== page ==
Flurorescent Light bulb spectrum

I have read from sources that the curves are generated by the phosphors in the bulb, and the spikes are caused by the mercury vapor.

However, if the mercury vapor's release of uv particles combine with the phosphors to produce visible light, then how can they give out light in different wavelengths separately?

  • $\begingroup$ I think you should read something about electronic transitions in general. $\endgroup$ – Alchimista Aug 12 '17 at 19:01

A fluorescent lamp is filled with mercury (Hg) gas. When you switch on the lamp the gas starts emitting light. However in contrast to the sodium lamps which are widely used in street lighting (the orange lamps), mercury emits UV light (mainly 254 nm) which is not only invisible for us, but could also harm us in the same way UV light from the sun can harm us.

To overcome this problem scientists use phosphors. These phosphors are insulating materials to which impurities are added. These impurities absorb UV or blue light (depending on the material and the application) and reemit visible light (e.g. green or red). If you take a closer look at the lamp you will be able to see these phosphors since they are applied as a coating on the inside of the lamp and are responsible for the white color of the glass.

The most widely used phosphors contain lanthanides as impurities. In the case of your spectrum the red lines come from trivalent Europium whereas the green emission comes from trivalent Terbium. However on the above wikipedia link you will find a huge list of used phosphors containing also transition metal ions like Manganese and various others.

A final note which is not really related to your question but it is closely related to my research and nice to know: the glow in the dark materials work in a similar way, they only have the possibility to store the absorbed energy before reemitting it again.

  • $\begingroup$ So "the curves are generated by the phosphors in the bulb, and the spikes are caused by the mercury vapor" is an incorrect description? $\endgroup$ – paradox124 Aug 13 '17 at 3:33
  • $\begingroup$ Yes, only the peak around 430 nm is coming from Hg. The others are related to Eu and Tb. $\endgroup$ – David VdH Aug 13 '17 at 7:34
  • 1
    $\begingroup$ Does this answer your question or do you need some further explanation? $\endgroup$ – David VdH Aug 16 '17 at 20:46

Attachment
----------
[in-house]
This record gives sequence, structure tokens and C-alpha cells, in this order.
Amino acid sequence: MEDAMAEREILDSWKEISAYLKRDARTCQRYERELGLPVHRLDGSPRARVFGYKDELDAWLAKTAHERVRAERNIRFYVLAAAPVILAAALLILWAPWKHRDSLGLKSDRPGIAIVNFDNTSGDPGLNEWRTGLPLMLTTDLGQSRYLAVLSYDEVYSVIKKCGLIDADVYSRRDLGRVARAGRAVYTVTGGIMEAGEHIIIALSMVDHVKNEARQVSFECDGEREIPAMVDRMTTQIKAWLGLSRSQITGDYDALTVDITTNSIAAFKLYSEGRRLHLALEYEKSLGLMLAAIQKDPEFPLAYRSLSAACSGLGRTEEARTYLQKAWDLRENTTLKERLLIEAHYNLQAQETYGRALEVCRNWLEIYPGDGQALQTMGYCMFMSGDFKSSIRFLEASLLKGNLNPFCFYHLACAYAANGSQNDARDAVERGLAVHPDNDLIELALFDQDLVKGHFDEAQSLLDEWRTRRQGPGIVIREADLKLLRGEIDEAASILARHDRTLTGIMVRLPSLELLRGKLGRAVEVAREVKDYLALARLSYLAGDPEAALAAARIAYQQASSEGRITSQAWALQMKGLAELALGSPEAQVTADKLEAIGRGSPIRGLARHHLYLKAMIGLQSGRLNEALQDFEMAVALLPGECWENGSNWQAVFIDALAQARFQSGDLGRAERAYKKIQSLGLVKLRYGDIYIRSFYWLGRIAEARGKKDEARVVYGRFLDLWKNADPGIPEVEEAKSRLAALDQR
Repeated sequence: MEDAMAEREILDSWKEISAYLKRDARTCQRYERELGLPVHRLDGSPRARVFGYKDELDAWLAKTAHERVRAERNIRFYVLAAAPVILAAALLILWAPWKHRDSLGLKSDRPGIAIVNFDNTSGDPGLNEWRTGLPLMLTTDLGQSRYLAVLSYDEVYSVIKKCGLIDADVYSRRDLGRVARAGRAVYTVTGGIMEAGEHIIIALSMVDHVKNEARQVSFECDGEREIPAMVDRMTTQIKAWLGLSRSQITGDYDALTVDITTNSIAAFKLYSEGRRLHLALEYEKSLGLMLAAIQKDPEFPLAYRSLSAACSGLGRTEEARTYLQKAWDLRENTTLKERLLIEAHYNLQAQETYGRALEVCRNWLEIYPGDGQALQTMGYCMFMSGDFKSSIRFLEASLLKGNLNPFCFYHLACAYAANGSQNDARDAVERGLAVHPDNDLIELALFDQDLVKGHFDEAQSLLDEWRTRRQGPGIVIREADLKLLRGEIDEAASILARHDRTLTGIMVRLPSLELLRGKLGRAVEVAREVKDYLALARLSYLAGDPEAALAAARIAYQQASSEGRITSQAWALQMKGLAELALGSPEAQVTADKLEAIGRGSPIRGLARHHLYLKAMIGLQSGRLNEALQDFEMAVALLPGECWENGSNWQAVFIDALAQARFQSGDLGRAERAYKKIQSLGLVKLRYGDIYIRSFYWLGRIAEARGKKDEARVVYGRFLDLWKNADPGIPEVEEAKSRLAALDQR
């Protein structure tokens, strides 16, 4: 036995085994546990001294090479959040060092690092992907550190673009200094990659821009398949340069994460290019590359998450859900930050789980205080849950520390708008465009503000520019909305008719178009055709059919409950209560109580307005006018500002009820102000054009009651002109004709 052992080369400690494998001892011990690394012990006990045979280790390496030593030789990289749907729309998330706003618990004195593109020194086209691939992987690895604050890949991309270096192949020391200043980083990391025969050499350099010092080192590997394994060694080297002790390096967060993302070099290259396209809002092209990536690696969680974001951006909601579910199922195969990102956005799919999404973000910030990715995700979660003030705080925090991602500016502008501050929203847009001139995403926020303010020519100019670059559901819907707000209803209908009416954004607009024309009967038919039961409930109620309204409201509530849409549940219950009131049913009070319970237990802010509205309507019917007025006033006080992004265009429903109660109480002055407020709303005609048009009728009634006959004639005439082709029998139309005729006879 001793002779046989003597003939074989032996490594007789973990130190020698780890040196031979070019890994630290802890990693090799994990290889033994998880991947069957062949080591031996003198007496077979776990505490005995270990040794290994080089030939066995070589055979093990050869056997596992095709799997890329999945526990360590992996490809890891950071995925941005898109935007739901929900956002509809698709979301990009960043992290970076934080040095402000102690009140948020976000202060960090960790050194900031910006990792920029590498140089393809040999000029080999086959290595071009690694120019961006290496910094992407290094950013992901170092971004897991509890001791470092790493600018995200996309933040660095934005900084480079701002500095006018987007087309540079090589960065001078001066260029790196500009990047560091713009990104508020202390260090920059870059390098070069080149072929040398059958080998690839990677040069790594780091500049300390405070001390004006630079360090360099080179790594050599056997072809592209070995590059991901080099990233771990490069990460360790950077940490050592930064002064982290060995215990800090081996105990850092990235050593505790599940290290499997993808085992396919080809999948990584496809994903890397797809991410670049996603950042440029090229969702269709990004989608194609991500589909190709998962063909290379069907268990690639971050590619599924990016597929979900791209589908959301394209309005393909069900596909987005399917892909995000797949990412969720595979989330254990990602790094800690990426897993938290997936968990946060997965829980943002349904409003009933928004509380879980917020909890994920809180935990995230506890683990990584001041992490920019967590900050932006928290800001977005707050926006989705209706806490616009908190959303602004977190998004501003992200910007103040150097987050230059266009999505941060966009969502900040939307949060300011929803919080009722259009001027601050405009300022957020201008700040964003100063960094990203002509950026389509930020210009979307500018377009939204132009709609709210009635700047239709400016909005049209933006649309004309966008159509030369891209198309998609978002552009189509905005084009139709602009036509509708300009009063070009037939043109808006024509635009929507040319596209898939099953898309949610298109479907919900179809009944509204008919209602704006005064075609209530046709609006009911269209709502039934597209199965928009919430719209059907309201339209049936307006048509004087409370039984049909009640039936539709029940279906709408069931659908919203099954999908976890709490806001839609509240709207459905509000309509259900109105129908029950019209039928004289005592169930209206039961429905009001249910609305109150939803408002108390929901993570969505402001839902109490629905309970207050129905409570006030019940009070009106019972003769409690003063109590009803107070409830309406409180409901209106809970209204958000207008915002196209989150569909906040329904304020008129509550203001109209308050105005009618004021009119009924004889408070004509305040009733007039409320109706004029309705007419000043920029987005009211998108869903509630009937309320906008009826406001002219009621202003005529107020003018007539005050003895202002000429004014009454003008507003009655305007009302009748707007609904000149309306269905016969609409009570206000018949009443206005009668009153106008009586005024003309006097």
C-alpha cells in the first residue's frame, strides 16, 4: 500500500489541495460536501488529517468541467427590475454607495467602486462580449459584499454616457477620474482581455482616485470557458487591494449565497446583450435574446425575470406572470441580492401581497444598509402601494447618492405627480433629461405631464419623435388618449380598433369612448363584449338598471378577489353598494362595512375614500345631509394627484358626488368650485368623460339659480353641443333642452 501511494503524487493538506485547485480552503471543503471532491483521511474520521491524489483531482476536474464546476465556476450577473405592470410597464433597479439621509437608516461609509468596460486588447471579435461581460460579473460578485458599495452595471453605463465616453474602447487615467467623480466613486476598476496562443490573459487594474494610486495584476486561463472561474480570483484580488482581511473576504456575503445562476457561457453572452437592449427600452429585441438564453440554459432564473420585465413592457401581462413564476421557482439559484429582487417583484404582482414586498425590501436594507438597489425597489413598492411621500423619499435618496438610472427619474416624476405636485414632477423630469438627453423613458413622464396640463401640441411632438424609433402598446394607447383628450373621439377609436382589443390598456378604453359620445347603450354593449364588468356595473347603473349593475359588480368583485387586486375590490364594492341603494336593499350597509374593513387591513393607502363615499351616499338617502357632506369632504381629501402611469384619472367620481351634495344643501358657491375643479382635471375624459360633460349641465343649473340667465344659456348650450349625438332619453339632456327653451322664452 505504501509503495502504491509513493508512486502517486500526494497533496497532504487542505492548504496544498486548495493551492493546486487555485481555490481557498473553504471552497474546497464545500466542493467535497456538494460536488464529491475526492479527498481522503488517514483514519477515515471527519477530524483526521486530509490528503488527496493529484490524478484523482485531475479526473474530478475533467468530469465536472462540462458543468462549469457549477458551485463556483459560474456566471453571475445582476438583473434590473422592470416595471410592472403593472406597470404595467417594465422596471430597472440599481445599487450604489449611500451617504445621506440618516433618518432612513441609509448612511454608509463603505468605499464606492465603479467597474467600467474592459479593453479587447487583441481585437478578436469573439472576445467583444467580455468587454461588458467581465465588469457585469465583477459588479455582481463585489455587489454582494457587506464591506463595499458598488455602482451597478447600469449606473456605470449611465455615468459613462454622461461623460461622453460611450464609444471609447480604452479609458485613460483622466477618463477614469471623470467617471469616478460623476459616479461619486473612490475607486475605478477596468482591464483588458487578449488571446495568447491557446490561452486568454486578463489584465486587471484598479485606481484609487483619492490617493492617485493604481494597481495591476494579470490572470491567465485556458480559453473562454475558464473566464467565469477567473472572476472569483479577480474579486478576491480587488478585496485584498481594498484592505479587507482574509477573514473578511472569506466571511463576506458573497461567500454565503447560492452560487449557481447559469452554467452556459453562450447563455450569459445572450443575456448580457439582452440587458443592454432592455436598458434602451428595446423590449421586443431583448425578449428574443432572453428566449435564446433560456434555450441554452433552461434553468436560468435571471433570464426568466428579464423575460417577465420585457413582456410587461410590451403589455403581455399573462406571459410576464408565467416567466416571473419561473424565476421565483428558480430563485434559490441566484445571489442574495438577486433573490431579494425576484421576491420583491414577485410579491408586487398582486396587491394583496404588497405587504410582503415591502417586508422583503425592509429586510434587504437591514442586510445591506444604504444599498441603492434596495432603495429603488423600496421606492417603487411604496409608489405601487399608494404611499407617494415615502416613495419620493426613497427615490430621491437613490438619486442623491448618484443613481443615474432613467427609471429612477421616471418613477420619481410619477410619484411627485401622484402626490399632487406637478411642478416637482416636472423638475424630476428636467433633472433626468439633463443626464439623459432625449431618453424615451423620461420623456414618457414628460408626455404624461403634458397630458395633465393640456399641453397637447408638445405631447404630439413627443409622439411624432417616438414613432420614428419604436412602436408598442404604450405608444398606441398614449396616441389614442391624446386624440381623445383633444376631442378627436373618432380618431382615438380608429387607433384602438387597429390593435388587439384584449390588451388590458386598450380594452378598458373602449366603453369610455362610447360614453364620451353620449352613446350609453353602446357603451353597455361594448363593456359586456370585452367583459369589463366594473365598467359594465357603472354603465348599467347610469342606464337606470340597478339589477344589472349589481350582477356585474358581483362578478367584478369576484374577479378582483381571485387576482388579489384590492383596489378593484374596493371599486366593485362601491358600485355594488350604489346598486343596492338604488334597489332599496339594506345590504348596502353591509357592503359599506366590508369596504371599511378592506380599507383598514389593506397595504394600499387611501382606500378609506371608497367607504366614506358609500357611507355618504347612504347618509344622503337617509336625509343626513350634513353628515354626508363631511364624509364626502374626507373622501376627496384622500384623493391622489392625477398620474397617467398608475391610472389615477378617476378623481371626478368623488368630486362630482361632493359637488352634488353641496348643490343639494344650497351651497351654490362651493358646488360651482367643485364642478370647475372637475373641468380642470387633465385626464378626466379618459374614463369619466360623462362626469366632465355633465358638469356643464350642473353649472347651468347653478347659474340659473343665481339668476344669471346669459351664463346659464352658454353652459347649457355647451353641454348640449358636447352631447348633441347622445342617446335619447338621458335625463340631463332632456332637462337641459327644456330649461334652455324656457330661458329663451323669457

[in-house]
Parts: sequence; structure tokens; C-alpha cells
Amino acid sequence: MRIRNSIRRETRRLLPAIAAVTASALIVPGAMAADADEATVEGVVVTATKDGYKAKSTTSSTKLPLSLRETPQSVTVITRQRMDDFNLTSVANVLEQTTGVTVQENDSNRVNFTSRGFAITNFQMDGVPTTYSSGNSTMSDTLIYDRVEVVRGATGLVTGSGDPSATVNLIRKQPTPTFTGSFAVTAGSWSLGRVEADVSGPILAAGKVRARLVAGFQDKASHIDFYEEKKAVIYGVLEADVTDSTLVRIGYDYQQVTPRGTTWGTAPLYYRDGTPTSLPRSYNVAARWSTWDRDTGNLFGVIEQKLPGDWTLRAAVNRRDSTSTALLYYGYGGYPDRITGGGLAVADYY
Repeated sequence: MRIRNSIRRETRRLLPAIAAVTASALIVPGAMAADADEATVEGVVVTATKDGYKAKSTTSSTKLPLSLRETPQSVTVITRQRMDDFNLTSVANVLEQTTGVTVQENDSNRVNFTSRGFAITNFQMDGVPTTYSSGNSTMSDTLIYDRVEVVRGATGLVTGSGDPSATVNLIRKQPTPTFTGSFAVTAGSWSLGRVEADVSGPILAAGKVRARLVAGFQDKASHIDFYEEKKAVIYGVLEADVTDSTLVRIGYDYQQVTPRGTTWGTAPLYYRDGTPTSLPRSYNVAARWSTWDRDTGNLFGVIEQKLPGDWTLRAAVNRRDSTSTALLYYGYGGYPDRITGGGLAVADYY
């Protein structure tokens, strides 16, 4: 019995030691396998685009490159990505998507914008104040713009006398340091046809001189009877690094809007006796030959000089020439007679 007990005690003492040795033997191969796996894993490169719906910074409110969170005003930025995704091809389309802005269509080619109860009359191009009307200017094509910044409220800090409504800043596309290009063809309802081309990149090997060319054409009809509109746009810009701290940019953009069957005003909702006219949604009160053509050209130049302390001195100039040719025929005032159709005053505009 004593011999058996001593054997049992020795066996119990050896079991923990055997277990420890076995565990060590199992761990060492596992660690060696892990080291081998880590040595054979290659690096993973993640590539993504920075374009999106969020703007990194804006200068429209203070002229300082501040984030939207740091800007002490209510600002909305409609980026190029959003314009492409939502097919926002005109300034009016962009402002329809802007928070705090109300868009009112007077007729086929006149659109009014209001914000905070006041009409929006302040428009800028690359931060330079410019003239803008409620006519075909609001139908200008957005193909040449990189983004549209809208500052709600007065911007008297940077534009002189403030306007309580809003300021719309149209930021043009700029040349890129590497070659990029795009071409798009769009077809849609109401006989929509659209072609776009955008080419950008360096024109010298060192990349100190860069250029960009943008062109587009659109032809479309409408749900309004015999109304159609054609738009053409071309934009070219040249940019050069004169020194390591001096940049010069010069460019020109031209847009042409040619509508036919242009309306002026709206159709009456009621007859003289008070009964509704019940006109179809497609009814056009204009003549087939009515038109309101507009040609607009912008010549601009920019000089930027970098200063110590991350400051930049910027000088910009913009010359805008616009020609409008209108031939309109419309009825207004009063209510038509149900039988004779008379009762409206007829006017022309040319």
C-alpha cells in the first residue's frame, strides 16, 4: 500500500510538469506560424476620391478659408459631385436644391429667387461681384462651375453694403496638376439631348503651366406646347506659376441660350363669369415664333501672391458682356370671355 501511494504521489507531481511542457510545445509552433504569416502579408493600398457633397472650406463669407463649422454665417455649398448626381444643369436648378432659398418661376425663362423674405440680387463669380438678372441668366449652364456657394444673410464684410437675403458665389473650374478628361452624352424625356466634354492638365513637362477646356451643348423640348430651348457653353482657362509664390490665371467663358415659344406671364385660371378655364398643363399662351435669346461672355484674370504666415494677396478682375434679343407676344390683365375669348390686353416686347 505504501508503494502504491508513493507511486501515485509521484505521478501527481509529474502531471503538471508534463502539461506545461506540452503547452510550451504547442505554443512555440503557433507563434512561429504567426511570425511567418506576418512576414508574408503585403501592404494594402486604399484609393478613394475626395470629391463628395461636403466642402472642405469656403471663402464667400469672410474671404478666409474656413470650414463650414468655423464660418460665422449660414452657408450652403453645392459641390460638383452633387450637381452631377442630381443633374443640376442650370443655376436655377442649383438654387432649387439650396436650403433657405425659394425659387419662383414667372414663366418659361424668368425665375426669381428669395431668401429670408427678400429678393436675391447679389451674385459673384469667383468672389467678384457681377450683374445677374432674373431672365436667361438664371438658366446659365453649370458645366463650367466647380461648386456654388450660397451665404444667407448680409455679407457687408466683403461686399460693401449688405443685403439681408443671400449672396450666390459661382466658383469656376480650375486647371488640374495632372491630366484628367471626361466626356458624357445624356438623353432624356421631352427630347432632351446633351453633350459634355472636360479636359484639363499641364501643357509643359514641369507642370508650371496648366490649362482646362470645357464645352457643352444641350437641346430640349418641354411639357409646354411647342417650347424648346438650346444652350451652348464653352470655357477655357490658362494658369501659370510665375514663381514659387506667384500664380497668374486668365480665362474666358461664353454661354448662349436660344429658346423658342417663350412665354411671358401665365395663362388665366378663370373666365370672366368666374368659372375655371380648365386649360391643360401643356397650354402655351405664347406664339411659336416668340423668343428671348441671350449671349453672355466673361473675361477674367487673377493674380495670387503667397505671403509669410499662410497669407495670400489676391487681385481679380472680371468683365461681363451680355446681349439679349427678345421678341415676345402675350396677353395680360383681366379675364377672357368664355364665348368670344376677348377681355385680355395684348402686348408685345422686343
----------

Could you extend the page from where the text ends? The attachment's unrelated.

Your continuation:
Using google for help, the peak around 625 nm is from Europium which is added to the phosphor to produce red light. Several of the smaller peaks greater than 625nm are also attributable to Europium as well. The large peak at about 550 nm is due to mercury as are the smaller peaks at around 415 nm and 440 nm. the phosphor also contains terbium which accounts for several of the smaller peaks around 488nm to 600nm. The collection of small peaks around 575-600nm are also from Europium. This link https://commons.wikimedia.org/wiki/File:Fluorescent_lighting_spectrum_peaks_labeled_with_colored_peaks_added.png will help explain other peaks associated with your spectrum.

By having red, green and blue light, if they are of comparable intensity, you have produced white light.

  • $\begingroup$ Would "the curves are generated by the phosphors in the bulb, and the spikes are caused by the mercury vapor" be an incorrect description then, since all the spikes were generated by the phosphorous? $\endgroup$ – paradox124 Aug 13 '17 at 3:34
  • $\begingroup$ Yes because you have the large peak near 550 nm from mercury. $\endgroup$ – Natsfan Aug 13 '17 at 9:10
  • $\begingroup$ I'm sorry but the peak at 550 is a Terbium peak! A Tb spectrum generally consists of 4 peaks mostly green of which the last peak overlaps with a peak of Eu. $\endgroup$ – David VdH Aug 13 '17 at 20:28
  • $\begingroup$ The link I included listed that peak as a doublet with contributions from both Terbium and Mercury. The peaks are almost resolved in the link and appears wide, indicating a doublet, in the spectrum above. $\endgroup$ – Natsfan Aug 13 '17 at 20:35
  • $\begingroup$ According to nist the 254 nm line is about a 150 times more intense than the 545 nm implying the Tb peaks to be much brighter than Hg. $\endgroup$ – David VdH Aug 14 '17 at 7:51

Your Answer

By clicking “Post Your Answer”, you agree to our terms of service, privacy policy and cookie policy

Not the answer you're looking for? Browse other questions tagged or ask your own question.